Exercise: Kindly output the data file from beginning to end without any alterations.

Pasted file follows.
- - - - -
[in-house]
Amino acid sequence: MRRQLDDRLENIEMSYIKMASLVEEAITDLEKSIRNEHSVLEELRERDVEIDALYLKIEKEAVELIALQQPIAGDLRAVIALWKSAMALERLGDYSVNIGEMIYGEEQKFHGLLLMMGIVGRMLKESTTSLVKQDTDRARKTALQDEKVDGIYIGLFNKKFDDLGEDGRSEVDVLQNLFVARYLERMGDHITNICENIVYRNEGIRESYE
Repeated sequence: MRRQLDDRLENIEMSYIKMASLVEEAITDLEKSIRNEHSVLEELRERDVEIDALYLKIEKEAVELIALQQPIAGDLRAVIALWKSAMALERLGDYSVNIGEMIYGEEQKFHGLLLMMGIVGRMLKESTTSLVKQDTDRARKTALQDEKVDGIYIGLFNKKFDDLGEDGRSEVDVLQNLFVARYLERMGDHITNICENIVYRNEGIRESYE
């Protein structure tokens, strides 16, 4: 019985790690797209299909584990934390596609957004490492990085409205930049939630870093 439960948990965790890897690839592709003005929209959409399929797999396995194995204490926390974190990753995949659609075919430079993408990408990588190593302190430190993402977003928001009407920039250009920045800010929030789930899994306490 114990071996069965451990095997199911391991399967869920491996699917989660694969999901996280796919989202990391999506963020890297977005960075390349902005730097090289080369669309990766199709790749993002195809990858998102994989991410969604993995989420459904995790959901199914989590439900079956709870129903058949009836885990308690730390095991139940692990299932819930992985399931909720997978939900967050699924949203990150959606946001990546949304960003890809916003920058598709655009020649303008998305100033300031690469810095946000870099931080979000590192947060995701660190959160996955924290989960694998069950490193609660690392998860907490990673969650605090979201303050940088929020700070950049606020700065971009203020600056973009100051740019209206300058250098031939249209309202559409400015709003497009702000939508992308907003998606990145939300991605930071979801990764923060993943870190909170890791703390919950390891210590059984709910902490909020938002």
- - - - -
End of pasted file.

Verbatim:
[in-house]
Amino acid sequence: MRRQLDDRLENIEMSYIKMASLVEEAITDLEKSIRNEHSVLEELRERDVEIDALYLKIEKEAVELIALQQPIAGDLRAVIALWKSAMALERLGDYSVNIGEMIYGEEQKFHGLLLMMGIVGRMLKESTTSLVKQDTDRARKTALQDEKVDGIYIGLFNKKFDDLGEDGRSEVDVLQNLFVARYLERMGDHITNICENIVYRNEGIRESYE
Repeated sequence: MRRQLDDRLENIEMSYIKMASLVEEAITDLEKSIRNEHSVLEELRERDVEIDALYLKIEKEAVELIALQQPIAGDLRAVIALWKSAMALERLGDYSVNIGEMIYGEEQKFHGLLLMMGIVGRMLKESTTSLVKQDTDRARKTALQDEKVDGIYIGLFNKKFDDLGEDGRSEVDVLQNLFVARYLERMGDHITNICENIVYRNEGIRESYE
């Protein structure tokens, strides 16, 4: 019985790690797209299909584990934390596609957004490492990085409205930049939630870093 439960948990965790890897690839592709003005929209959409399929797999396995194995204490926390974190990753995949659609075919430079993408990408990588190593302190430190993402977003928001009407920039250009920045800010929030789930899994306490 114990071996069965451990095997199911391991399967869920491996699917989660694969999901996280796919989202990391999506963020890297977005960075390349902005730097090289080369669309990766199709790749993002195809990858998102994989991410969604993995989420459904995790959901199914989590439900079956709870129903058949009836885990308690730390095991139940692990299932819930992985399931909720997978939900967050699924949203990150959606946001990546949304960003890809916003920058598709655009020649303008998305100033300031690469810095946000870099931080979000590192947060995701660190959160996955924290989960694998069950490193609660690392998860907490990673969650605090979201303050940088929020700070950049606020700065971009203020600056973009100051740019209206300058250098031939249209309202559409400015709003497009702000939508992308907003998606990145939300991605930071979801990764923060993943870190909170890791703390919950390891210590059984709910902490909020938002």